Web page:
Last month, the 10-year Treasury yield rate hit an all-time daily low of 0.52 percent. The rate, which is often an indicator for other interest rates, has serious implications for public pension fund investment returns. As Pensions & Investments notes, “Public pension plans can expect to feel the squeeze, as lower [Treasury] rates will drive up their liabilities.”
Why the squeeze? Government and corporate bonds currently make up about 23 percent of US public pension investment portfolios and when the yield on these fixed income securities drops, so do the returns on these assets. This puts pressure on pension fund managers to find yields elsewhere in order to meet their set investment assumptions.
Low interest rates have hampered public pension asset returns for the last two decades. Coming off of the highs of the 1980s, the 1990s still saw decent yields with a decade average just below 6.7 percent on the 10-year note. Throughout the 2000s interest rates dropped, with an average yield of 4.46 percent. Since 2010, the rate has averaged only 2.32 percent. The lowest monthly yield was July 2020, with an average of 0.62 percent. The animated chart below displays this decline in 10-year Treasury yields.
New forms of monetary policy like quantitative easing and interest on reserves have depressed both long- and short-term rates. Unfortunately for public pension systems, these policies are unlikely to be unwound for several years, if not decades.
Seeking yield, public pension systems have shifted away from bonds (like Treasuries) and towards riskier portfolios that include more real estate, private equity, and alternative investments.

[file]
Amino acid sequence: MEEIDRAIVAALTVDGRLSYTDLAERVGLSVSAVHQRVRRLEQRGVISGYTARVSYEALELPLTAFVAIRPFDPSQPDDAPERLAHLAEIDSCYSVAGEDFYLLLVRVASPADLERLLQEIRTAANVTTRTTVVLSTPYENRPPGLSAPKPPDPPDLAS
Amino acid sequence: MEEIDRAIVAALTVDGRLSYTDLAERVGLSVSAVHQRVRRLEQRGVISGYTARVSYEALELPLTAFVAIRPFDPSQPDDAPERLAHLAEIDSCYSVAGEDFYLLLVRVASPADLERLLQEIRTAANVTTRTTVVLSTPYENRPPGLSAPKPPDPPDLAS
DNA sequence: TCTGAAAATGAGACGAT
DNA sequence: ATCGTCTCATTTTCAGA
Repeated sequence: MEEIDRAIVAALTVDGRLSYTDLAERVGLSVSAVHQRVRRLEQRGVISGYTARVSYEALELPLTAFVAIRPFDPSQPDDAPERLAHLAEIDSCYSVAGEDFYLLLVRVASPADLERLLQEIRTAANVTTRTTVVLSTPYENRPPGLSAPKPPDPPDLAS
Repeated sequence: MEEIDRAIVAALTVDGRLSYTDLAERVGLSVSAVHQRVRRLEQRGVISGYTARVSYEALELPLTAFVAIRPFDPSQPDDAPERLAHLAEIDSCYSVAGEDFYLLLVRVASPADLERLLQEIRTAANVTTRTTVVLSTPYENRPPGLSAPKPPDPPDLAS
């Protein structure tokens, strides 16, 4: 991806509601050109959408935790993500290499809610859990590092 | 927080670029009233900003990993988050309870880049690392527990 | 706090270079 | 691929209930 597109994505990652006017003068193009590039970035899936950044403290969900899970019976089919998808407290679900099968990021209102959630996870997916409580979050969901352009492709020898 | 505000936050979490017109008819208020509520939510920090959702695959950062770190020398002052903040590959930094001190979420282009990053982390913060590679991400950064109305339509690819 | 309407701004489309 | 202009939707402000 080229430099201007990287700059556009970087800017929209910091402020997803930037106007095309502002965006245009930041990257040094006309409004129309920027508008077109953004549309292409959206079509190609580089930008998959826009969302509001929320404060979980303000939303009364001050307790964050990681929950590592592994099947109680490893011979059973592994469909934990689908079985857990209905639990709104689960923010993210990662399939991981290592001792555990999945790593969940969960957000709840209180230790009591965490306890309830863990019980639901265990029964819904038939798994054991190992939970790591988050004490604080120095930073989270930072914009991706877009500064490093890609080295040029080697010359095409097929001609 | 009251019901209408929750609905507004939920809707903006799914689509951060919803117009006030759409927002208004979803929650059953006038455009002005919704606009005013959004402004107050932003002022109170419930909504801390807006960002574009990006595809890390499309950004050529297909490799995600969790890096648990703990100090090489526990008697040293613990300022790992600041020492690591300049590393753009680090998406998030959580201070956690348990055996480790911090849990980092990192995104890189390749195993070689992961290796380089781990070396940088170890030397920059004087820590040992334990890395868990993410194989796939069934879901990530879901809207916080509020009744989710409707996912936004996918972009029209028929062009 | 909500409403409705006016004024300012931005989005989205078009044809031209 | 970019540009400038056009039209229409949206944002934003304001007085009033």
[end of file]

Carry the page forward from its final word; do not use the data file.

In 2001, fixed income made up 31.5 percent of US public pension system investments, but by 2019 that percentage had fallen to 22.9 percent, reflecting the rising levels of pension system risk-taking.
The all-time low on the 10-year note is the latest reminder of the new normal in institutional investing—an environment characterized by low interest rates, low economic growth, and eventually low equity returns. As the graph below shows, the new normal is a stark deviation from the 1980s and 90s.
Unfortunately, as the growing public pension debt shows, pension plans have been slow to adjust their investment return rate assumptions to this reality. Moving forward, outdated and artificially high assumptions on investment returns will likely continue to cause unfunded liabilities to soar and could put pressure on public pension plans to consider pursuing even riskier strategies in search of higher yields as they attempt to fund the retirement benefits they’ve promised to workers.
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